Many members of the Class of 2021 will be entering professional music programs at prestigious institutions such as the Berklee College of Music, Juilliard, New England Conservatory of Music, and Manhattan School of Music. Others plan to pursue studies in areas as diverse as marine biology, physics, business and pre-med at schools including New York University, Stanford, the University of Miami, the University of Michigan, Vanderbilt, California State University, Northridge and many more. Three students will matriculate at UCLA, recently ranked one of the top 15 universities in the world by Times Higher Education and the home of the Institute’s master’s degree program, the Herbie Hancock Institute of Jazz Performance at The UCLA Herb Alpert School of Music.

Adding to the impressive slate of college destinations is the fact that 76% of graduating seniors secured significant scholarships, with most covering at least 25% of tuition. This financial support is crucial in enabling many Jazz in the Classroom graduates to attend college. As part of their participation in the Institute’s program, students have access to experienced mentors and teaching staff who provide vital input on scholarship applications and even advocate directly for students.

Jazz in the Classroom has been a core program of the Institute since 1989, introducing millions of young people to jazz and its rich history through weekly music instruction and instrument training sessions. Like all Institute programs, Jazz in the Classroom is offered entirely free of charge to participating students, families, schools and communities. In addition to regular instruction in major cities like Los Angeles and Washington, D.C., the program reaches tens of thousands of students every year through master classes and assembly programs in urban, rural and remote areas of the country. Leading jazz musicians and educators teach and serve as role models, helping students enhance their creativity and self-esteem.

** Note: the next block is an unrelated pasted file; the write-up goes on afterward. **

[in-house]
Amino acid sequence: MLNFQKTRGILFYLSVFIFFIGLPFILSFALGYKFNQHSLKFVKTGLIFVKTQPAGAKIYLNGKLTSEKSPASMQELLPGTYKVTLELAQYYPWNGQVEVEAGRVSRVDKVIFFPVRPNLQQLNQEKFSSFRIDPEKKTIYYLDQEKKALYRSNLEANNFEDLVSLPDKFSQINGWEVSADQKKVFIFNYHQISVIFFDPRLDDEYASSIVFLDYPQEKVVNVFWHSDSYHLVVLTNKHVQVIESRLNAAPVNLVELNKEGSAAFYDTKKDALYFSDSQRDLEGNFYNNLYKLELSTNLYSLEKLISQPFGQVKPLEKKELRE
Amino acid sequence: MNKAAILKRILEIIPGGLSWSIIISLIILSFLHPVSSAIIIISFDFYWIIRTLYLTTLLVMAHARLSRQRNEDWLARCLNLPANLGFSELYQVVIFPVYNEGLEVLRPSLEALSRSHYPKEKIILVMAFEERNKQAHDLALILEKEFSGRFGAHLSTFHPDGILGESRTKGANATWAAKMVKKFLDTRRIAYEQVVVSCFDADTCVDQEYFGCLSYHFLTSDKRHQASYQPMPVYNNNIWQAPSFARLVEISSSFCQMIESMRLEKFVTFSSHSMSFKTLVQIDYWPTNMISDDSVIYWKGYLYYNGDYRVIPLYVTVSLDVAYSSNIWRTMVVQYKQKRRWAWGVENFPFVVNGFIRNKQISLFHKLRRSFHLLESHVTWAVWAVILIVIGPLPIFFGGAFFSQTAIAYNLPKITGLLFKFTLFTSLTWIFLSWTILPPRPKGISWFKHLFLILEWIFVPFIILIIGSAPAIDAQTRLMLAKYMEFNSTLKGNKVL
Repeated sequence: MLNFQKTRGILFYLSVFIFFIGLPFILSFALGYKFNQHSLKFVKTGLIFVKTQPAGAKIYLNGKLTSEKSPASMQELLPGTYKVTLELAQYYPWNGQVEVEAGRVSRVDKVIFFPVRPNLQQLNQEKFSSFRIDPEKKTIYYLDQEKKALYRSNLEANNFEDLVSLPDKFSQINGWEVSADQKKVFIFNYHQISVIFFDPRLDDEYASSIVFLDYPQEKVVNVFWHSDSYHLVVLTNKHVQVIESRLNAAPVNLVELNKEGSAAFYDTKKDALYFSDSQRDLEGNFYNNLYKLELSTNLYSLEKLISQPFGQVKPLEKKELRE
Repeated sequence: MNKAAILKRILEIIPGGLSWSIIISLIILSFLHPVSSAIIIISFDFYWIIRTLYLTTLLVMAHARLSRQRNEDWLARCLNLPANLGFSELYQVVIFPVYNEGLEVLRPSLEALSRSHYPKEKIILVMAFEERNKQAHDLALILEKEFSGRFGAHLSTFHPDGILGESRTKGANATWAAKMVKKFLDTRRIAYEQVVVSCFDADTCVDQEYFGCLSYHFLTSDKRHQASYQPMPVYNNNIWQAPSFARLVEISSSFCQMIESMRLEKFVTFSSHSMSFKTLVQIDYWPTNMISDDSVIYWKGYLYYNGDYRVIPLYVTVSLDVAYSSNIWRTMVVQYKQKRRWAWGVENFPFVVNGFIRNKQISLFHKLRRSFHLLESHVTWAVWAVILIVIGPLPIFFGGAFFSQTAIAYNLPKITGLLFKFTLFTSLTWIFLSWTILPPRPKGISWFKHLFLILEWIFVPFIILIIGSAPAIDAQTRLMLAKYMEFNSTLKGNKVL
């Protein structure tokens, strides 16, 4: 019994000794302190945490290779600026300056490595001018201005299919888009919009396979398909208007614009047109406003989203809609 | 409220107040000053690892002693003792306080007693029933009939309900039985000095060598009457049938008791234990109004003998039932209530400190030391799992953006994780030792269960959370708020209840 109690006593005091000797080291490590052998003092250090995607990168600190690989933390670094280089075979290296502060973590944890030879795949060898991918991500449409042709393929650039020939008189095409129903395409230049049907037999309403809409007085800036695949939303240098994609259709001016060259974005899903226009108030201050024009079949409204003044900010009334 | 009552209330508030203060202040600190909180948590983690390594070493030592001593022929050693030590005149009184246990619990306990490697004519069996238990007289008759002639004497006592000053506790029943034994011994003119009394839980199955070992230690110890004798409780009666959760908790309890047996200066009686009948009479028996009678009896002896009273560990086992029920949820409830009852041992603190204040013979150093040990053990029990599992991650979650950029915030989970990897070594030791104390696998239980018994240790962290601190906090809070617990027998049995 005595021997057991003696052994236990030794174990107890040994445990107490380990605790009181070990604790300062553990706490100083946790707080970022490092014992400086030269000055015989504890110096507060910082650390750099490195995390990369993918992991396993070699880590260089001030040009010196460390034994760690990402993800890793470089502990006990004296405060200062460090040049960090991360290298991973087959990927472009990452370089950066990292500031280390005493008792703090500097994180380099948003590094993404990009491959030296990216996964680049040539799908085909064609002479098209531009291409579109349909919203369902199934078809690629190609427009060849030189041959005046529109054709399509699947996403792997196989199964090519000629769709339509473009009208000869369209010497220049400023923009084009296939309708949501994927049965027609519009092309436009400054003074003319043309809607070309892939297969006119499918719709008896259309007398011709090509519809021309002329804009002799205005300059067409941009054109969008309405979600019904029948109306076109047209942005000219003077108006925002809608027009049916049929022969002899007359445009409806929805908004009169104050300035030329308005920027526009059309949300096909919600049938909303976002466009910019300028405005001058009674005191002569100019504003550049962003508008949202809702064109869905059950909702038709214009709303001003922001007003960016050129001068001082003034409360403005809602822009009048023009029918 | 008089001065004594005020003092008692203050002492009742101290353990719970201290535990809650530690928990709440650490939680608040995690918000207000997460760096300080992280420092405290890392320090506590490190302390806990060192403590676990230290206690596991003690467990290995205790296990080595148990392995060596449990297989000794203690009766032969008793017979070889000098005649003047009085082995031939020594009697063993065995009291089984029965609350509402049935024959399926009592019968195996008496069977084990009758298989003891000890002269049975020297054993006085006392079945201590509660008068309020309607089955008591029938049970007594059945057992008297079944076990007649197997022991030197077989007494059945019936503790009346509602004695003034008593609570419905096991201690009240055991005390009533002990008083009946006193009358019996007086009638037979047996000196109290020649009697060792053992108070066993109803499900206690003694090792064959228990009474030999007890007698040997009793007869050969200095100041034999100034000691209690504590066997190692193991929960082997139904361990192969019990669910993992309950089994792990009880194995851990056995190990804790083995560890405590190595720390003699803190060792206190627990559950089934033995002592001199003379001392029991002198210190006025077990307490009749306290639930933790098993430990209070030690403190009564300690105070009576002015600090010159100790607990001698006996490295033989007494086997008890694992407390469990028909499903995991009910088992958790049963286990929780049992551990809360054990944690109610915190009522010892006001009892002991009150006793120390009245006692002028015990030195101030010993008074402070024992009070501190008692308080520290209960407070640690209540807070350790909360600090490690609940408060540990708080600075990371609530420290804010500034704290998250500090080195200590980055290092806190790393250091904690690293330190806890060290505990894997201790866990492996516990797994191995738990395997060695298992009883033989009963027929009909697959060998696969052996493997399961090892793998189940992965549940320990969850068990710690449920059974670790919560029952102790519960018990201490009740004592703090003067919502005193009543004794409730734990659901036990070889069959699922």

Beyond enhancing students’ understanding of and appreciation for jazz, programs like Jazz in the Classroom have well-documented related benefits, especially for students from low-income or otherwise disadvantaged backgrounds. Through intensive mentorship and regular technical instruction, students are given the tools to unlock their potential in addition to their musical ability – preparing them for success in academics, in the workplace and in later life. As a recent report by the San Francisco Conservatory of Music notes, “The benefits of music training reach far beyond the domain of music-making. Children perform better on IQ tests and enjoy enhanced abilities in other domains, such as mathematics, the ability to focus, make decisions, and hold multiple ideas in their minds at one time.” In addition, music programs “improve school attendance and graduation rates.”

The Institute is proud that 100% of Jazz in the Classroom students graduate from high school, with more than 95% going on to college.

“Our partnership with the Herbie Hancock Institute of Jazz has been fruitful in more ways that can be measured,” says Tony White, coordinator for LAUSD Beyond the Bell Branch Music and Entertainment Education.

“Having the teaching artists from the Institute work side-by-side with our schools has encouraged participants to continue studying and performing jazz, but more importantly has taught them how to use the creative energy that jazz intensifies in all parts of their lives. The students and teachers involved in the program continue to sing (and play) the praises.”

For Gindroz, Jazz in the Classroom has played an important role in helping him expand his horizons both on and off the bandstand. The 18-year-old, who will matriculate at California State University, Northridge in the fall, gave his first public jazz performance as an eighth-grader at an Institute concert, and just a few years later was selected to compose and perform an original piece in honor of jazz legend Herbie Hancock.

“Jazz opens up your mind,” says Gindroz, “and provides you with a better understanding and appreciation for many other genres of music. Unlike classical piano, which is more about learning and perfecting pieces exactly how they are written, jazz requires you to delve deeper into yourself to improvise and have your own voice. I believe this process builds confidence and originality that will help in many different aspects of life.”

Asked about the role of jazz in helping him navigate the challenges of the pandemic, Gindroz simply replied, “Having jazz as a creative outlet during that difficult time was how I kept a positive outlook on life.”